Tentative $150 million ARPA Sacramento County spending plan outlined, approved

Sacramento County executive Ann Edwards said ARPA money will not be used on law enforcement. |   During the Tuesday, November 2 Sacramento C...

Sacramento County executive Ann Edwards said ARPA money will not be
used on law enforcement. |  

During the Tuesday, November 2 Sacramento County Board of Supervisors meeting, a spending plan was unveiled and unanimously approved for the county's first payment from the $300 million allocated under the America Rescue Plan Act.  

The plan was presented to the supervisors by county executive Ann Edwards for the first of two $150 million the county expects to receive from the COVID-19 recovery plan, or ARPA. The first $150 million payment is due in December, and the other in May 2022.

During her presentation, Edwards said the largest share, 39-percent, will be allocated to housing and homelessness. Other categories receiving funding are health and economic response, 13-percent each; administrative cost, 10-percent; county essential workers premium pay, eight percent; and supervisorial district allocations of 17-percent. 

More specific spending details will be presented and heard at future board meetings. 

Following public comments, Supervisor Phil Serna noted a couple of speakers asked the supervisors not to use the money for law enforcement. Serna then asked Edwards if law enforcement spending was included in the general plan.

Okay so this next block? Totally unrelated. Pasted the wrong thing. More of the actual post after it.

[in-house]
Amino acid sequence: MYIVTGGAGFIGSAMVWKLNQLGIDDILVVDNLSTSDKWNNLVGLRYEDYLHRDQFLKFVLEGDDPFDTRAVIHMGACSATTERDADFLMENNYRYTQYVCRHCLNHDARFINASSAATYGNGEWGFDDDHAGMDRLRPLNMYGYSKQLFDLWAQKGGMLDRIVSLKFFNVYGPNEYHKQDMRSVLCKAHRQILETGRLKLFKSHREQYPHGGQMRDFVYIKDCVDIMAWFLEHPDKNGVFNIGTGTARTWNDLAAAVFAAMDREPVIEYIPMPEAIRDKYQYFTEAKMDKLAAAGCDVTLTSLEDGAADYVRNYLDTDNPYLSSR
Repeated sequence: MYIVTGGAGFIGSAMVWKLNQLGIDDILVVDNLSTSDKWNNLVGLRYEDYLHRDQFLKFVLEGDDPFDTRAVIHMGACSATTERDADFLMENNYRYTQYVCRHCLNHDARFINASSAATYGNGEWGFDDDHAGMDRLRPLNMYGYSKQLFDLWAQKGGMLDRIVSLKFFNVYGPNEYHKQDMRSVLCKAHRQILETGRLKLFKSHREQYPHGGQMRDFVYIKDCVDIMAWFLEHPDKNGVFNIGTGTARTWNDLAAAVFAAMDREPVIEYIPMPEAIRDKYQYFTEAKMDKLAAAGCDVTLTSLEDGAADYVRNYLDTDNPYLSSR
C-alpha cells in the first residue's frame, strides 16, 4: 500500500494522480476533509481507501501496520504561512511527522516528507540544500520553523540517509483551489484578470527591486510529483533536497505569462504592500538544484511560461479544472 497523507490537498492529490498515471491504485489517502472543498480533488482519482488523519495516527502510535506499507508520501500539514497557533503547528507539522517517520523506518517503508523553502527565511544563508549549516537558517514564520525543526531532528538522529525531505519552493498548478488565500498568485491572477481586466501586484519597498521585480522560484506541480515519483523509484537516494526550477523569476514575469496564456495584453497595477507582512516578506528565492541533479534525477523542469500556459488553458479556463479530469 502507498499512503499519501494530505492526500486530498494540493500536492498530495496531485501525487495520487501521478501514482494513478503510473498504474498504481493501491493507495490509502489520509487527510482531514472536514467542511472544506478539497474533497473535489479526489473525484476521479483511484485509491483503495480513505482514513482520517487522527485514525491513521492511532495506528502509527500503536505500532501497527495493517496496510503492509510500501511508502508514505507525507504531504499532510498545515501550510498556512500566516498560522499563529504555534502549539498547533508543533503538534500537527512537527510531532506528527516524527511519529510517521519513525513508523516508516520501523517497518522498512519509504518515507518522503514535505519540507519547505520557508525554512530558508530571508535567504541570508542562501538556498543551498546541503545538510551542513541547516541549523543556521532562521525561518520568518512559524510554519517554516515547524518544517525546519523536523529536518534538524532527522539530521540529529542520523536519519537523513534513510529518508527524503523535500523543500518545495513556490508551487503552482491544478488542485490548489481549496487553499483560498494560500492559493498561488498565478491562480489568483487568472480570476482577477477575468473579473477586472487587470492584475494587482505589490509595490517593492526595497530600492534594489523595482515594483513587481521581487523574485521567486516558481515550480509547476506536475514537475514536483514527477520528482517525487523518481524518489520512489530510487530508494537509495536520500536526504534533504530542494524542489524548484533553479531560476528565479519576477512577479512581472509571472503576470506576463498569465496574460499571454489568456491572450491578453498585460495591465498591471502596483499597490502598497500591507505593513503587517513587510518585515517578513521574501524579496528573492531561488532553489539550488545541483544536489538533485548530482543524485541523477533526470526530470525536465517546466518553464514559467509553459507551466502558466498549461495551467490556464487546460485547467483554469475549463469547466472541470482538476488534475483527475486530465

Serna was referencing last year's COVID-19 CARE rescue plan payments that former county executive Nav Gill controversially used on the Sacramento Sheriff's Department. The decision led to Gill's dismissal and extensive criticism directed at the five supervisors.   

"I think we can all understand in part where that comes from based on the experience last year," Serna said. 

Calling Gill's actions a "creative accounting scheme to balance the budget" Serna added, "this is an interest we cannot ignore."

Responding, Edwards said that law enforcement is not an eligible category unless used to rehire laid-off public safety personnel, which has not happened in Sacramento County.

"I don't have any vision in my planning moving forward that we would be funding law enforcement," Edwards said. "That's just not something that I have considered." 

The specific spending plans are scheduled to return to the supervisors no later than January, and projects will start next year. 

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